Fear sells newspapers.
Sometimes a newspaper discovers a story that should legitimately scare the living daylights out of their readers. For some inexplicable reason, a journalist working for the Express on Sunday suddenly realized that UK house prices might be a tadge on the high side. So, putting pen to paper, the journo produced this nightmare scenario for his readers.
"Experts fear a crash is coming that could wipe at least £450billion off the value of the country's housing stock. The far-reaching consequences would include a spate of bankruptcies and repossessions as home owners, mortgaged to the hilt, suddenly found their biggest asset falling in value.
Thousands more would face the agonising uncertainty of negative equity, where the value of their house falls below the outstanding mortgage. Many experts accept that a crash is not a matter of "if", but "when".
Despite a continuing rise in prices in the first quarter of 2007, they warn that a downturn could be only months away and that 2008 could see the 12-year boom come to an end with a "correction" at least as severe as the last crash 18 years ago, when prices plummeted by 15 per cent heralding a recession from which it took the country five years to recover."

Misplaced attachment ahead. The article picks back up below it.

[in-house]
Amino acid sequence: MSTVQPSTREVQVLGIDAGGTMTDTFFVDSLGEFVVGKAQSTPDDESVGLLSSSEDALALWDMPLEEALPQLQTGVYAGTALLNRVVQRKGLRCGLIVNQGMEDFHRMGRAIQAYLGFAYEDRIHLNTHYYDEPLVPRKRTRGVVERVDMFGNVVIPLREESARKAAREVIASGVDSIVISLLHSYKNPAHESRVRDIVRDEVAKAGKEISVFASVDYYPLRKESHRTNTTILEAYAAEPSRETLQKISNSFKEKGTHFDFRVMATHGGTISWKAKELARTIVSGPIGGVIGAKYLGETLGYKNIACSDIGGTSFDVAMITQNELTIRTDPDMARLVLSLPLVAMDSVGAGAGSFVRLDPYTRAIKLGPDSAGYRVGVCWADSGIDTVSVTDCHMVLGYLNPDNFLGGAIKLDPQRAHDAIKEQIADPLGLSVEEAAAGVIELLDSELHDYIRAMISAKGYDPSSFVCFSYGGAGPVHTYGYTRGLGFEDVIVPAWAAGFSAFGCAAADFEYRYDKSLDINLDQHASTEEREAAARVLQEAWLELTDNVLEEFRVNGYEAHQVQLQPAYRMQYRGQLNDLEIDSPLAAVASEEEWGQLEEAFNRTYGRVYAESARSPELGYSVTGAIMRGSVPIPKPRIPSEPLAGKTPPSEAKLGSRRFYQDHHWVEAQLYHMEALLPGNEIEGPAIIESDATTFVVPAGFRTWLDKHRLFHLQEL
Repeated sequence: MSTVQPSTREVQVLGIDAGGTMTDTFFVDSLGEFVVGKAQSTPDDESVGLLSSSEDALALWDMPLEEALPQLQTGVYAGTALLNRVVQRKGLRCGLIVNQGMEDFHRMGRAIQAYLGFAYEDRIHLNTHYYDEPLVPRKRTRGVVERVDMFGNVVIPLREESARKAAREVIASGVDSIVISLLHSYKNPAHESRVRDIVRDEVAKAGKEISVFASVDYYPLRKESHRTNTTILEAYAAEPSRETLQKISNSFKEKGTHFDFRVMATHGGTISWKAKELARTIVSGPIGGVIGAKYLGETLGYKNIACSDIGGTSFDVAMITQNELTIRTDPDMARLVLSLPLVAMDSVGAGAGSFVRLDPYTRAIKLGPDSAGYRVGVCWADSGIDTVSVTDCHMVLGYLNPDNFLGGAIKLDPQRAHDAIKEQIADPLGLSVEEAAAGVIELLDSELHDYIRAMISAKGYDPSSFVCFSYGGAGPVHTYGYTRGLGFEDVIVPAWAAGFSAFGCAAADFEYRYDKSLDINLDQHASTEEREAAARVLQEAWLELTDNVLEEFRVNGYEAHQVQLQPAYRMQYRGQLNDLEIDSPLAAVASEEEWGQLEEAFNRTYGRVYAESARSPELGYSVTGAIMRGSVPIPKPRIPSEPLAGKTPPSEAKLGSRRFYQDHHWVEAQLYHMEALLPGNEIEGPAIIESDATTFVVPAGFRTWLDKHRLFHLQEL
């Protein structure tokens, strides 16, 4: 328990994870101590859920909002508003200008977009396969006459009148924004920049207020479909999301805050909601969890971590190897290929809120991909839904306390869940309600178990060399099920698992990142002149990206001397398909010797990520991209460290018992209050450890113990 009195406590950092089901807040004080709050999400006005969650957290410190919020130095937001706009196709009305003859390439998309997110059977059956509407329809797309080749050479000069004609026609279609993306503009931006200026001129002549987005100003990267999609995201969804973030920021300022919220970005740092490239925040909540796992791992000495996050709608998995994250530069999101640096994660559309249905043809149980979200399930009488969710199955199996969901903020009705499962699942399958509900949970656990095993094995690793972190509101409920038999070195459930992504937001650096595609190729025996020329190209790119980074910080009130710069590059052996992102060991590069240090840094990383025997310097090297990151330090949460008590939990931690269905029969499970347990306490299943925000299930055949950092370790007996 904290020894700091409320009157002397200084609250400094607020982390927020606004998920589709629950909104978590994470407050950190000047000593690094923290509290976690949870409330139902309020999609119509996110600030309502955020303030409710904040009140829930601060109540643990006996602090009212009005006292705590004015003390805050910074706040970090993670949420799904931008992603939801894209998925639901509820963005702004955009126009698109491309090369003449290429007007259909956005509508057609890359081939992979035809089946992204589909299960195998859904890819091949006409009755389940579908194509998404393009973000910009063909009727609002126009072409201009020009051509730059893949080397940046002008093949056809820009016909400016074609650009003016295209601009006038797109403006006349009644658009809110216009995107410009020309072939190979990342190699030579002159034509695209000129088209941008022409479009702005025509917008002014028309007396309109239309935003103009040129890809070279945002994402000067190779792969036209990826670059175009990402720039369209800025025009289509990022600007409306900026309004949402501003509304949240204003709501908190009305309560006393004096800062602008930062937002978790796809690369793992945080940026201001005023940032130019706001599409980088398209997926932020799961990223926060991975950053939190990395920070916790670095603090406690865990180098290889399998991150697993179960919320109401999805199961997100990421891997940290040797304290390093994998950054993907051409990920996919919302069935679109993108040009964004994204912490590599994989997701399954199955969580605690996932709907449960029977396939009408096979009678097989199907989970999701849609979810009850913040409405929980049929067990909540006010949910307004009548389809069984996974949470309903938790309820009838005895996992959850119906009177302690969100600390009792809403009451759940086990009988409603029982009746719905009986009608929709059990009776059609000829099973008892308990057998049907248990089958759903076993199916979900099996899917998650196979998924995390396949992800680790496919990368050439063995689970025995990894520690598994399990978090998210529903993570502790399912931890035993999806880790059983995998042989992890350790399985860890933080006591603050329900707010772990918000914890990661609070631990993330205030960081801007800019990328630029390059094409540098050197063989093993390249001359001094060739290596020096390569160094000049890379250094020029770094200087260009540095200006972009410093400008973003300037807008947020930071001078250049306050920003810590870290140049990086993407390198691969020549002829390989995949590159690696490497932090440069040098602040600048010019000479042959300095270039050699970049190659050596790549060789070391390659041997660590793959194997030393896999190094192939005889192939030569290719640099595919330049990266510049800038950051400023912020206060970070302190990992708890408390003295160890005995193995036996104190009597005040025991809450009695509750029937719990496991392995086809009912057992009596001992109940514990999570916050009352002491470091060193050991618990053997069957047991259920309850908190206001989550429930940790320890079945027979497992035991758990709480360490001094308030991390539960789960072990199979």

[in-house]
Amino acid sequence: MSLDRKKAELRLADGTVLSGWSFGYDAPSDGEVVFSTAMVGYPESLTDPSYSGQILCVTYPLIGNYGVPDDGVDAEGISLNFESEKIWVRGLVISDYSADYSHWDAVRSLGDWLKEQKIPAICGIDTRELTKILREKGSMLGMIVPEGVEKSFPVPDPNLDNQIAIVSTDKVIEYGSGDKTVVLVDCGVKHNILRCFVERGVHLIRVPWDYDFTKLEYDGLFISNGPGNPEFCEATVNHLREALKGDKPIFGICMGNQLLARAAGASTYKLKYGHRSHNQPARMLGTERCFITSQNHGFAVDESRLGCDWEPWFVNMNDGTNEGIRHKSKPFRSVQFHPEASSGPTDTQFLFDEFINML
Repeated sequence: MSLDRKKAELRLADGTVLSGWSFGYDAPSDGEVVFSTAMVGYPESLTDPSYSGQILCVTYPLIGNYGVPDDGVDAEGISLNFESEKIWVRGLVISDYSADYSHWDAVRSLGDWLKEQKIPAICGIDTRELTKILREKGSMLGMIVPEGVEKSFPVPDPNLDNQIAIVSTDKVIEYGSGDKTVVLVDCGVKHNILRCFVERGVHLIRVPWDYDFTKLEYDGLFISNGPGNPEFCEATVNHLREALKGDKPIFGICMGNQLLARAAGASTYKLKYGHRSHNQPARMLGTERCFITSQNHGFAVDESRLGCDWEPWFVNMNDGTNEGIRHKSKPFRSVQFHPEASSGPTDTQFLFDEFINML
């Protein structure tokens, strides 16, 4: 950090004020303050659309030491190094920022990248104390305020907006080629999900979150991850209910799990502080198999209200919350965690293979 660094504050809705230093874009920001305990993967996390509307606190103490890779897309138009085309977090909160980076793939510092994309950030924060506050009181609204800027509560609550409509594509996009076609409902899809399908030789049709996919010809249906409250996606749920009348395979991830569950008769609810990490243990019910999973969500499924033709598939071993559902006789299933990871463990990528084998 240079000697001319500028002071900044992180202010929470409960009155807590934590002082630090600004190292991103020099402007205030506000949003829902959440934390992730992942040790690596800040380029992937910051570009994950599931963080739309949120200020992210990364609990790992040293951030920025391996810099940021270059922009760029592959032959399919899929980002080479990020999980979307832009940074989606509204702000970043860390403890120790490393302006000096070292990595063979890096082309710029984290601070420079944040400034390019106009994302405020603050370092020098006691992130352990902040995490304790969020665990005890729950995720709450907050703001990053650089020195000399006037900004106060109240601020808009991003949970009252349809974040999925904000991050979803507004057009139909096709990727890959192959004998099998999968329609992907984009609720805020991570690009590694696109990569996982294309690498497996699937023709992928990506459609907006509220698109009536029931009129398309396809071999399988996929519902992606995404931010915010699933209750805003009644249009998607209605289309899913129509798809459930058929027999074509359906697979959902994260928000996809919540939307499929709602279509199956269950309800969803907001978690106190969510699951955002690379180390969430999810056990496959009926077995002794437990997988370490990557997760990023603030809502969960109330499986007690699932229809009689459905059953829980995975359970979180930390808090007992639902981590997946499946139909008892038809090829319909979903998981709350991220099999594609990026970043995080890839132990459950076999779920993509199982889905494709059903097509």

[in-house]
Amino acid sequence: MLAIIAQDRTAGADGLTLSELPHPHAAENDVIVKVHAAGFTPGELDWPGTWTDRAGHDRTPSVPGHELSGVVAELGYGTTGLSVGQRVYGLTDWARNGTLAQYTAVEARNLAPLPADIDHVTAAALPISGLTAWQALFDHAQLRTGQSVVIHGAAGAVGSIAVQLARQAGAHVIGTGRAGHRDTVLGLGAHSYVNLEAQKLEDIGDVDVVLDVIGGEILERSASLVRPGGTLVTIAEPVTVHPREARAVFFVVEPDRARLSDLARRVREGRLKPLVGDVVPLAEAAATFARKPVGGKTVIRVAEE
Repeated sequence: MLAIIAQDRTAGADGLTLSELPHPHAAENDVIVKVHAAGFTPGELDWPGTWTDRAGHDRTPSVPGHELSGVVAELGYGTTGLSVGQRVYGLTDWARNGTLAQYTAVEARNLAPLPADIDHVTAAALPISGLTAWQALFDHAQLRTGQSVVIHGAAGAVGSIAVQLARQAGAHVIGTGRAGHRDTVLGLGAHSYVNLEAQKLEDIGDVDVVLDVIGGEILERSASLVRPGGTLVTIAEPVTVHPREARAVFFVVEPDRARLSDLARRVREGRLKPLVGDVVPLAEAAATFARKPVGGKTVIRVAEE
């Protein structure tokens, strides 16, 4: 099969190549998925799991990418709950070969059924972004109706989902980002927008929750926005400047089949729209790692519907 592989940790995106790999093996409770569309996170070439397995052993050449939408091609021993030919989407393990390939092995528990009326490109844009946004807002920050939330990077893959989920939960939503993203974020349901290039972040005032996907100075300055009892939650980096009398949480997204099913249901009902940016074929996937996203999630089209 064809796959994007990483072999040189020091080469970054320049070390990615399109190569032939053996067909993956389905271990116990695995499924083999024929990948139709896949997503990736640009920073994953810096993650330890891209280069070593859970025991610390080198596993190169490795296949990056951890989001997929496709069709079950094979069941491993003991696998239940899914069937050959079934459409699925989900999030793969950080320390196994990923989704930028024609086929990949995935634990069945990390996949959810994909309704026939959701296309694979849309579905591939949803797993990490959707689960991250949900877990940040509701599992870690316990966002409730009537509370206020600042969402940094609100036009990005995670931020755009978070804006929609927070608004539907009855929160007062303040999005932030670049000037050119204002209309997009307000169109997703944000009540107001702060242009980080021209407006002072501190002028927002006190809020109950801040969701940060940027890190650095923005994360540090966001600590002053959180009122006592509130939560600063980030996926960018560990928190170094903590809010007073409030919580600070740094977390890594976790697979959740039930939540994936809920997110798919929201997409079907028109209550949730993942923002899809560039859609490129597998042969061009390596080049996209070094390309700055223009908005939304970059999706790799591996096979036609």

The article produced to interesting numbers on the state of today's housing market
1. In mid-1991, UK home owners owed £308billion to mortgage lenders. This has more than tripled to £1,025billion, a rise of 8.5 per cent a year.
2. In July 1993, unsecured debt totalled £52.5billion. It now stands at £212 billion, an average rise of 11 per cent a year. Yet average earnings have climbed by just 4.2 per cent a year since 1997.